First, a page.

Berry Conway, saddled with his ex-nannie, now over-motherly and gossipy
housekeeper, Mrs Wisdom, lives in Valley Fields and works in the City as
secretary to dyspeptic American millionaire (Torquil) Paterson Frisby.
Berry's school friend Biscuit (Lord Biskerton) is engaged to Frisby's
niece, beautiful, rich Ann Moon. To baffle his creditors Biscuit goes to
live in the house next to Berry in Valley Fields, and calls himself Smith.
To prevent his fiancée from following and Discovering All, he pretends he
has mumps. Next door, on the other side of Berry's house, is staying a
diminutive American girl, Kitchie Valentine. Biscuit falls for her across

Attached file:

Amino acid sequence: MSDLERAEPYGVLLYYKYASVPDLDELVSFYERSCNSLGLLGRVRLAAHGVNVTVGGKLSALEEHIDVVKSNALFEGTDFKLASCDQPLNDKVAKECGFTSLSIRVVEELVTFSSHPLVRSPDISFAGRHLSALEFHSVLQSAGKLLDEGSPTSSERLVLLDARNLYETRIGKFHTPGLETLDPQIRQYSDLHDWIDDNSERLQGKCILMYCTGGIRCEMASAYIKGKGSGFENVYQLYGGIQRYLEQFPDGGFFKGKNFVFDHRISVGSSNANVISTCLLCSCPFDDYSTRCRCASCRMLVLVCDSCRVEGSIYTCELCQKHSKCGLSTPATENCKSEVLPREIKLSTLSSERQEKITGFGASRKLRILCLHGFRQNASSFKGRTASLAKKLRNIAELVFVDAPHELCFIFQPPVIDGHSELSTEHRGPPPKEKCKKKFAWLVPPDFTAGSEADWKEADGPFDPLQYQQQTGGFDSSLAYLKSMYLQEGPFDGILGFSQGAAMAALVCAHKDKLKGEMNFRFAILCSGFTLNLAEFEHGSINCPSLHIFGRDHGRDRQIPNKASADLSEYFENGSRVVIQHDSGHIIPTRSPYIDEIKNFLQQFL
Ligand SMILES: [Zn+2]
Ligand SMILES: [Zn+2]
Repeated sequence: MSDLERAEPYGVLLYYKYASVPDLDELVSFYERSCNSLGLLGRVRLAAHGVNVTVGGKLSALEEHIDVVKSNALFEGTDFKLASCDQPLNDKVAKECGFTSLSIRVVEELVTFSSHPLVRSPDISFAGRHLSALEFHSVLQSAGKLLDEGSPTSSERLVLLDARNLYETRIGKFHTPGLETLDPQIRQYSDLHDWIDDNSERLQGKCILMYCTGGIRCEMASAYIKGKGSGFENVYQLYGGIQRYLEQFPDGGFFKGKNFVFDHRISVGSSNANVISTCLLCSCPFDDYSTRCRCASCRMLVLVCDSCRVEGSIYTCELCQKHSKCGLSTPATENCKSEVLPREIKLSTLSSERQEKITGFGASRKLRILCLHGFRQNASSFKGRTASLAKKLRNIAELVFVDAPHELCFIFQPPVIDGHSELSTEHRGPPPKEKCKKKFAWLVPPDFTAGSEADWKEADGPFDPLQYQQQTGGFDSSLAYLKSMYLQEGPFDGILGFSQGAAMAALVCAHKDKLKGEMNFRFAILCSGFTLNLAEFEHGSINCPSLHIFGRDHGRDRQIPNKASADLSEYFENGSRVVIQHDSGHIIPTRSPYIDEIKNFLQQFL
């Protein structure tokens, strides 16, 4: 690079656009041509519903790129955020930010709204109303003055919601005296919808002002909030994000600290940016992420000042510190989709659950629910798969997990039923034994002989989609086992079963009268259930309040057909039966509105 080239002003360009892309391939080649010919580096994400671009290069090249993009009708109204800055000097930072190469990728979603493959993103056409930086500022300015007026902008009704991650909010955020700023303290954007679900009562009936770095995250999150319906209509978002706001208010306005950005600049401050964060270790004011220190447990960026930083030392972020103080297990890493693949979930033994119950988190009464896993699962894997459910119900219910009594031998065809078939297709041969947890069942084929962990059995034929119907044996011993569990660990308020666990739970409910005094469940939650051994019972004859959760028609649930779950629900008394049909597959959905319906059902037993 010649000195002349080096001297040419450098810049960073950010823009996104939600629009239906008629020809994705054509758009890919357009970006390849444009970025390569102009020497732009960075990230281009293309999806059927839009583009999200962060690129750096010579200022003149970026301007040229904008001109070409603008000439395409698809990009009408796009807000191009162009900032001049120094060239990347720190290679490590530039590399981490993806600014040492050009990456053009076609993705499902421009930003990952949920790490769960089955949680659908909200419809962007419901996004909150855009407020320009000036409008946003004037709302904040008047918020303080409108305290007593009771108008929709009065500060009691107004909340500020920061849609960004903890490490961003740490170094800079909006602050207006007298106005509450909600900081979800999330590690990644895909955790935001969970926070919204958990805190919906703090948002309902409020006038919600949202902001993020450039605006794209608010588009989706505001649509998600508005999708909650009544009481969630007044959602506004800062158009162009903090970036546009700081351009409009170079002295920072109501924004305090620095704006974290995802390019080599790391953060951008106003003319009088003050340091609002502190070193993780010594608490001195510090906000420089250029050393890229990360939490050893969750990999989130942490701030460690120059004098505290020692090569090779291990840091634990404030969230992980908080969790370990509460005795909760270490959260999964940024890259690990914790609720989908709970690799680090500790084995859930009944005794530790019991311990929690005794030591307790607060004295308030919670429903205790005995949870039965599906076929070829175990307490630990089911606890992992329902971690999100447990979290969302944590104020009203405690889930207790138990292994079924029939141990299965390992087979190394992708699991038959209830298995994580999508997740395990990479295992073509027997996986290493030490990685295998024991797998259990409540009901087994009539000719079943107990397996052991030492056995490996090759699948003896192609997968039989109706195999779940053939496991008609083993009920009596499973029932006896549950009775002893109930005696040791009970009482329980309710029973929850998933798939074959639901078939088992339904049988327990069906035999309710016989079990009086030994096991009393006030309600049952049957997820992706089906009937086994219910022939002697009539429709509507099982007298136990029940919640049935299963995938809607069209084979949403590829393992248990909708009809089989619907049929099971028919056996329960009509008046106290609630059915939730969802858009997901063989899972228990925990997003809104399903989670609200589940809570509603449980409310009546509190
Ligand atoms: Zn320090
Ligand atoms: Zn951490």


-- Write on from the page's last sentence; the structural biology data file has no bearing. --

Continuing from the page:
the fence. Meanwhile Berry has fallen for Ann Moon and she for him.
Berry has, from an aunt, inherited a lot of worthless-looking shares
including the ownership of the Dream Come True copper mine, next door to
the Horned Toad mine owned by Frisby. After a lot of good legal and
financial skulduggery the Dream Come True justifies its name.
All very fizzy. Biscuit is an amiable buzzer, Berry a nice simple hero. And
they are going to marry delightful American girls. Extra dividends are:
Biscuit's indigent and sponging father, man-about-town sixth Earl of
Hoddesdon; a fine conference between sharp financiers and their lawyers; an
Old Boys' dinner; and Lord Hoddesdon's visit to Valley Fields in a grey
topper, which causes derision, disgust and a chase up Mulberry Grove.
This book is a locus classicus for Valley Fields.
Source: Richard Usborne. Plum Sauce. A P G Wodehouse Companion.